The oldest cat ever recorded lived to be 38 years old. The oldest a human being has ever lived was 122 years. Yet compared to the oldest trees in the world, these achievements are a blink of an eye. The oldest living trees have seen the rise and fall of the Romans, the development of religions and civilization itself. They were alive before we invented the technology necessary to gauge their age.
The first few trees on this list are always in dispute. Their ages are largely estimates spanning hundreds of years, which makes them hard to rank accurately. Other trees, many without official names, may have places on this list as well. To date them all accurately would require technology we do not possess.
10. General Sherman
When most Americans are asked to name an old and gigantic tree, they would probably think of the Sequoia National Park and the Giant Sequoia trees that stand within it. Pictures of tunnels wide enough to fit cars carved in the trunks come to mind. General Sherman has no such carvings, and it is the oldest tree in the park. It is between 2,300 and 2,700 years old, and is the largest tree by volume in the world.
9. Old Chestnut
Chestnut trees can grow very large, but none has grown larger than Old Chestnut. Lacking a more formal name, this particular tree is enormous, easily dwarfing any other tree of its species. Perched on the slopes of Mount Etna in Sicily, the Old Chestnut is estimated to be somewhere between 2,000 and 3,000 years old.
Alyshun was something of a religious symbol to the local Buddhists of Taiwan. It was a slow-growing but long-lived tree thought to be around 3,000 years old. Unfortunately, its spot on the list of “oldest living trees” is now vacant. In 1997, following heavy rainfall and storms, the tree collapsed.
Deep in the forests of Brazil, Patriarch towers over all the lesser trees nearby. It is one of the largest trees in the Atlantic Forest and is almost definitely the oldest non-conifer tree in South America. Patriarch is at least 3,000 years old.
6. Jomon Sugi
This particular tree is a cryptomeria, standing 83 feet tall. It’s part of an extensive old forest in Japan, clinging to the side of Yakushima Island’s tallest mountain. Samples of the rotten core of the tree are inconclusive for aging purposes, with figures ranging from the generally accepted 2,000 years old to the much more astonishing 7,000. If the latter is true, it may be close to the top of this list instead.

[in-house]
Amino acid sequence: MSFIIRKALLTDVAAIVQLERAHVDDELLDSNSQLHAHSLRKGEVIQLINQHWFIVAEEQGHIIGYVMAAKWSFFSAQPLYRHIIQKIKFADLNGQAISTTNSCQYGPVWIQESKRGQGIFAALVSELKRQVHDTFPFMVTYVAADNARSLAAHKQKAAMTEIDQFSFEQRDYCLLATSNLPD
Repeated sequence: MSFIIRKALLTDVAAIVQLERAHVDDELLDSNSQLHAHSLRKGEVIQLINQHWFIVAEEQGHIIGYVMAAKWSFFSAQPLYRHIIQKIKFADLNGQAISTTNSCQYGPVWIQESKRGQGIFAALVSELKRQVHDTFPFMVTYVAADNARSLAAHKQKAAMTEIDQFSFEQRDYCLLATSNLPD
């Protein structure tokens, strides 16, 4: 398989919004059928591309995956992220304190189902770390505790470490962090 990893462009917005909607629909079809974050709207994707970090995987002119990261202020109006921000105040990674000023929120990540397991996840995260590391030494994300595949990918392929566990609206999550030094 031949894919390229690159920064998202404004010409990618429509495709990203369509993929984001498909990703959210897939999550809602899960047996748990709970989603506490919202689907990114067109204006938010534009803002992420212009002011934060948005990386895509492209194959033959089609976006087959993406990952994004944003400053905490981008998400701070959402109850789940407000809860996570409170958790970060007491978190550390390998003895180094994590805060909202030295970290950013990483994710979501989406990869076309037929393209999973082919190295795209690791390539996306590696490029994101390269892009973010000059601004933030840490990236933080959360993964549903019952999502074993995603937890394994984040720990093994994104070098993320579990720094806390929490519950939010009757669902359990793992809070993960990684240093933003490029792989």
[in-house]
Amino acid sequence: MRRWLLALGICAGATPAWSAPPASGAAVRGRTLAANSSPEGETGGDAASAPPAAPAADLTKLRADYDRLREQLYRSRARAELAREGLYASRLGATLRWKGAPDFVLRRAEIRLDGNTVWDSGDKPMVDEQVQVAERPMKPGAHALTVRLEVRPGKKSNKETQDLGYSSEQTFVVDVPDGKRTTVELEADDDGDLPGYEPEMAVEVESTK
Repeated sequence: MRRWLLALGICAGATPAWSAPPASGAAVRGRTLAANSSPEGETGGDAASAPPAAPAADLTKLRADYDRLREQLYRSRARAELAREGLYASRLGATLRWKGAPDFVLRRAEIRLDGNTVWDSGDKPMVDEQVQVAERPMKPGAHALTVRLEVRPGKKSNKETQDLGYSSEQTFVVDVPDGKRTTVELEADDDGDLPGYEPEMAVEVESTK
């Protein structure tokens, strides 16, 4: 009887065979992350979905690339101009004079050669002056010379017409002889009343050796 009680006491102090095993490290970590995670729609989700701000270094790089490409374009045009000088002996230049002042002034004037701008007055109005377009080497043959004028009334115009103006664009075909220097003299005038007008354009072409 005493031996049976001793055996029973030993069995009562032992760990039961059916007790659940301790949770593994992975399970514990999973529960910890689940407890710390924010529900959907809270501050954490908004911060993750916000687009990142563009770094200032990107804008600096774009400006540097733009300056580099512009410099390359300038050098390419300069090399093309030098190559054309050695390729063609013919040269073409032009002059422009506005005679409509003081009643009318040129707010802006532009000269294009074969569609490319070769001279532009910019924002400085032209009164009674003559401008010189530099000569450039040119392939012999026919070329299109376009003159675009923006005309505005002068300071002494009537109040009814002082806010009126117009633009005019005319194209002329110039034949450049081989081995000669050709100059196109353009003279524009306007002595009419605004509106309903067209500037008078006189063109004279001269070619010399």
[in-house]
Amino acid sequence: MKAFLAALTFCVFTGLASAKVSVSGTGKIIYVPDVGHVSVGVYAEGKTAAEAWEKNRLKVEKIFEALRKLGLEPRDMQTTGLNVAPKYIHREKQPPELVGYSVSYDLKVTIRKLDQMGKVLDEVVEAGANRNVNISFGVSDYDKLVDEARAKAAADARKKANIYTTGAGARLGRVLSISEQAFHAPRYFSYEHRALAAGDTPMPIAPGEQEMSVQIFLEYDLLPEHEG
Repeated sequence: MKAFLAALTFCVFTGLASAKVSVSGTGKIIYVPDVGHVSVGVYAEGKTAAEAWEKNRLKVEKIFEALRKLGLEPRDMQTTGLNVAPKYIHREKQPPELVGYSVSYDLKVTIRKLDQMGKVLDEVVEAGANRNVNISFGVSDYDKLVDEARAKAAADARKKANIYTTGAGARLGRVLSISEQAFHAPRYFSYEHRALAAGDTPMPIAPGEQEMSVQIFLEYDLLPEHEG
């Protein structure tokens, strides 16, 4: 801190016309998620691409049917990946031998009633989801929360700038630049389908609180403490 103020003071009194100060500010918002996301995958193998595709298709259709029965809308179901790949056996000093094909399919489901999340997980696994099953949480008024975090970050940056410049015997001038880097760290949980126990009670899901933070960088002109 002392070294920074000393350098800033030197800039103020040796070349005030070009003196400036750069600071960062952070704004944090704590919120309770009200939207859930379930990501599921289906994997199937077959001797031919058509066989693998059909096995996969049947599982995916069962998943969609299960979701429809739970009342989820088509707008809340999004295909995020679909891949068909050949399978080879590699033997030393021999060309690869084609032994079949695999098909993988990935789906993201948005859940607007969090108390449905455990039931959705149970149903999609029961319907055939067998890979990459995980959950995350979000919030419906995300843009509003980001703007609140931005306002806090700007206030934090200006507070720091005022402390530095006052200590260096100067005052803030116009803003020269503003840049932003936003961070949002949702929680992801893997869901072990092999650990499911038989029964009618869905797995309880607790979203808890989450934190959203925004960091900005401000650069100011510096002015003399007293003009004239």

From here on, the list is much more solid, with a few caveats. The trees below are all still alive, and are all incredibly old. They also do not include clonal colonies of trees, which can be much, much older.
5. The Senator
Florida is wracked continually with hurricanes every year. To survive, a plant must either bend with the wind or have the strength to resist it. The Senator is of the latter kind. It is the largest tree east of the Mississippi river and stands 125 feet tall. It is a Bald Cypress, living in Florida’s Big Tree Park, and it is estimated to be 3,500 years old. This secures it the fifth spot among the oldest trees in the world. When it sprouted in 1500 BC, the Polynesians were just settling Fiji; while possibly, the biblical exodus was taking place.
The oldest tree to have its exact age calculated is Alerce. It is a Patagonia Cypress, which is a species of tree known to have been around for 35 million years. Fossilized remains have been found to prove the existence of this ancient breed. Alerce itself is a spry youth by comparison. It is only 3,620 years old. These trees grow to massive ages, but they gain only a millimeter or two of girth per year as they age. A full-grown example of the species takes nearly a thousand years to reach maturity.
3. Llangernyw Yew
The Llangernyw Yew is a Common Yew, but there is nothing common about this specific plant. Not only has this tree seen the rise of industrial civilization, it lived through the rise of the Bronze Age itself. Yews are long-lived trees, but this one has made a point of living apparently forever. How does a yew stay so young? The core trunk can die, but the offshoots will take root within it, or in the soil at the base. The Llangernyw Yew is between 3,000 and 4,000 years old.
This tree is a national monument of Iran, with strong national and religious connotations. Also known as the Zoroastrian Sarv, its exact age is estimated to be somewhere between 4,000 and 4,500 years old. It stands 82 feet high and measures a circumference of almost 38 feet.
Hidden deep within the Methuselah Alley, Nevada grows the oldest living tree in the world. The tree takes its name from the forest, also known as the Forest of the Ancients. While park rangers keep the location of the specific tree a secret, there are quite a number of ancient trees in the park. Methuselah itself is 4,800 years old.
Honorable Mention: Pando
Pando is not a single tree so much as a grove covering 107 acres of land in Utah. Each stem of the grove lives an average of 130 years, but what makes it special is how it reproduces. Each stem is effectively a genetic clone of each other stem, stretching back thousands of years. Estimates based on the growth rate of the grove place it between 80,000 and 1,000,000 years old. Other clonal colonies have extreme ages as well, but they are not quite single trees and so don’t rank on this list.
Written By: Donald Alvord at Bonsai Tree Gardener